Whoever it was that told me that I wouldn’t have a ton of time at COT to do other things, they were right. Our days are long and chock full of meetings, drills and what the military calls “in-processing” – getting all of our paperwork in order, clearing all of us medically, and getting us outfitted with uniforms and whatnot. The bulk of my time the past two days has been spent waiting in single-lines, be it to get my blood drawn, give a urine sample, or buy uniforms. And the whole time I’ve stood in line, I’ve been reading my Officer Training School (OTS) Manual, known as the “OTSMAN.”
But before I get into the OTSMAN, I want to tell you what my introduction was like. Since I arrived early to Maxwell I was ready to check in right at noon. There were a few others early arrivers, and we all kind of ran into each other at the lobby for the Air Force Inn where I and some of them had stayed. (The other early arrivers came in by car, skirting around the iced-over roads throughout the South.) The Air Force Inn was ideal because (a) it is right across from the OTS complex where COT takes place (in addition to other officer training schools); (b) it has free wireless internet; and (c) it is indoors and heated. (Remember how I said it was cold? Yeah, it’s still cold.) There was a nervous energy in the room, as most of us had no prior military service and didn’t really know what to expect. I met one woman who proceeded to tell me how sick she was and that she had stocked up on five-weeks’ worth of Sudafed, Nyquil and Dayquil. I promptly excused myself and doused my paws in hand sanitizer for fear that her handshake carried the plague. Just what I needed.
So a few of them set off before me and I trailed them, rolling my luggage. As I approached the front of Morehouse Hall (the dorm where all COT trainees stay), I ran into two female Military Training Instructors (“MTIs,” a.k.a. Drill Sergeants). The one closest to me stopped me about thirty feet away and told me to go around the building, drop off my luggage, and come back prepared for in-processing. Only she barked it at warp speed. This is what I heard:
I politely said yes, thanked her, and did exactly what she told me to do. Welcome to the military. The rest of the afternoon went pretty much like that. I checked in and got my assigned room and flight, got issued a parka and camelbak water hydration system, did some computer input, and headed out to the Army Air Force Exchange Store (AAFES) to buy uniforms. But the most important part of all of that was that I got my copy of the OTSMAN. It’s a small book (115 pages), about 6 inches by 7 inches. When I was handed it, the training officer told me “This is your bible. Everything you need to know about the next five weeks is in there. You need to read it and study it at every available moment, and you need to keep it on your person at all times. Do you understand?” I of course said that I did. And I kept that thing in front of my nose every second as I stood in line all day. Others didn’t fare as well. I overheard this conversation (it happened behind me and I was told to stare straight ahead so I certainly didn’t plan on craning my neck to watch):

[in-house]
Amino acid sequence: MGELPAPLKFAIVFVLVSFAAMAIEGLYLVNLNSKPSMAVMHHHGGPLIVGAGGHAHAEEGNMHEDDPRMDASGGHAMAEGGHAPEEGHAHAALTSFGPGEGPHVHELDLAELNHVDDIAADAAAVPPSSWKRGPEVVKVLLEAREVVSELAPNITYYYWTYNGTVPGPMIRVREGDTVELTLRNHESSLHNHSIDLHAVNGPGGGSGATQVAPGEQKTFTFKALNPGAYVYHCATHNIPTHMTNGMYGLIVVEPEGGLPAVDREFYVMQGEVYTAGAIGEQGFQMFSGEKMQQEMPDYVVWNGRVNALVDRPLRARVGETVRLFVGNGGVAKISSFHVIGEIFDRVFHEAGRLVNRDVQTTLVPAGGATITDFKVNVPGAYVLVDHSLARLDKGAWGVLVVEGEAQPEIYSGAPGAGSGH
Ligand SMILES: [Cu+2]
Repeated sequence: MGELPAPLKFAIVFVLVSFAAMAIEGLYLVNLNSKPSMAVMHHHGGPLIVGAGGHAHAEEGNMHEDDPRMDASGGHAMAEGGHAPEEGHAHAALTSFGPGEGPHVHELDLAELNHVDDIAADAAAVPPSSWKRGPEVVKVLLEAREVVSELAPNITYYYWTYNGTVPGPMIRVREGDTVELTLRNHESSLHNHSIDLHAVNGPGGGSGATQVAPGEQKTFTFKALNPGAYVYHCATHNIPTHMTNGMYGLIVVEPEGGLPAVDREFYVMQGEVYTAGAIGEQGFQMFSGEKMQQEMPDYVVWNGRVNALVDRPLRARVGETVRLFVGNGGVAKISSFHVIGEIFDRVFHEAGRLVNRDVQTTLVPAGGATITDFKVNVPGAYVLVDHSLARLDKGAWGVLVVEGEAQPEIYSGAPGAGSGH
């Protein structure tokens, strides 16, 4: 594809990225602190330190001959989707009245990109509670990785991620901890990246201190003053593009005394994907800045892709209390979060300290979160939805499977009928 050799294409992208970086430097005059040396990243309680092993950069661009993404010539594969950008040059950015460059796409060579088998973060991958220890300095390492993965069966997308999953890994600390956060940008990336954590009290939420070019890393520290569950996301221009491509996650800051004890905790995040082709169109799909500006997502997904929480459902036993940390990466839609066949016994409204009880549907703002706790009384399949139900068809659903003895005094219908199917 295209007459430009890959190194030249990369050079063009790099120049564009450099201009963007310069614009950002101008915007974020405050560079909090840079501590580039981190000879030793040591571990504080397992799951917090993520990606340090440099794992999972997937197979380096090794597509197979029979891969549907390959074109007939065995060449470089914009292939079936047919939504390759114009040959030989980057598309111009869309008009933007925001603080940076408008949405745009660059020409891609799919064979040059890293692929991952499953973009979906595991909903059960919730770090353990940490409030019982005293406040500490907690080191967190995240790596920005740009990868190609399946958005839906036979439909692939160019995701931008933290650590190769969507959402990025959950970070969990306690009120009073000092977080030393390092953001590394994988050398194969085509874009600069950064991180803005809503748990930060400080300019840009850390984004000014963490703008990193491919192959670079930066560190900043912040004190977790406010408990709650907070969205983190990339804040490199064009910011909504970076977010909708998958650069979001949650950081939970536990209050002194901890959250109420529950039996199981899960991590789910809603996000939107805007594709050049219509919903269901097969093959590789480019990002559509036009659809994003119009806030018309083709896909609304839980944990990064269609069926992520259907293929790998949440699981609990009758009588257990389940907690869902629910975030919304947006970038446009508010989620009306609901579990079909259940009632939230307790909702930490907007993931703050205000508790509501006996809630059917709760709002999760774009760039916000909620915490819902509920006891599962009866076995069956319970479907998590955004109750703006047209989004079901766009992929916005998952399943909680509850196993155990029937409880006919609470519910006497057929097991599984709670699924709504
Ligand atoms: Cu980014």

Instructor: Ma’am, are you here to waste time?
Instructor: ARE YOU HERE TO WASTE TIME, MA’AM? ARE YOU HERE TO WASTE MY TIME, YOUR TIME, AND THE FEDERAL GOVERNMENT’S TIME?
Instructor: THAT’S “NO, SIR.”
Trainee: No, sir.
Instructor: THEN WHY ARE YOU NOT READING YOUR OTSMAN? (Some awkward shuffling.) YOU NEED TO SPEND EVERY CHANCE YOU CAN STUDYING IT. THE ONLY WAY YOU WILL SUCCEED IS BY LEARNING WHAT IS IN THERE. AND YOU SHOULD START WITH PAGES 5 THROUGH 16. DO YOU WANT TO BE A LEADER? ISN’T THAT WHY YOU ARE HERE?
Trainee: Yes, sir.
Instructor: THEN START ACTING LIKE IT.
That’s just the tip of the iceberg. I heard a lot of dressing-down having to do with not reading the OTSMAN. So if I don’t post very frequently, know that it’s because I’ve got my nose buried in the OTSMAN. Here’s a picture of it, along with the welcome folder from my flight commander.
|Study your OTSMAN!!|
And I forgot to mention one thing. I was assigned to ECHO flight! (You can see that in the paperwork underneath the OTSMAN in the picture above.) A flight is a small grouping of 12 to 15 trainees. Three flights make up a squadron, and there are three squadrons in the entire class (nine flights total). The flights and squadrons compete against one another over the course of COT, both in academics and athletics. And the flights are assigned letter designations, in this case A (Alpha) through I (India). I happened to land in Echo flight, which is a great sign because my grandmother’s name is Ecco Ochoa! At least I’m taking it as a good sign. Might as well, right?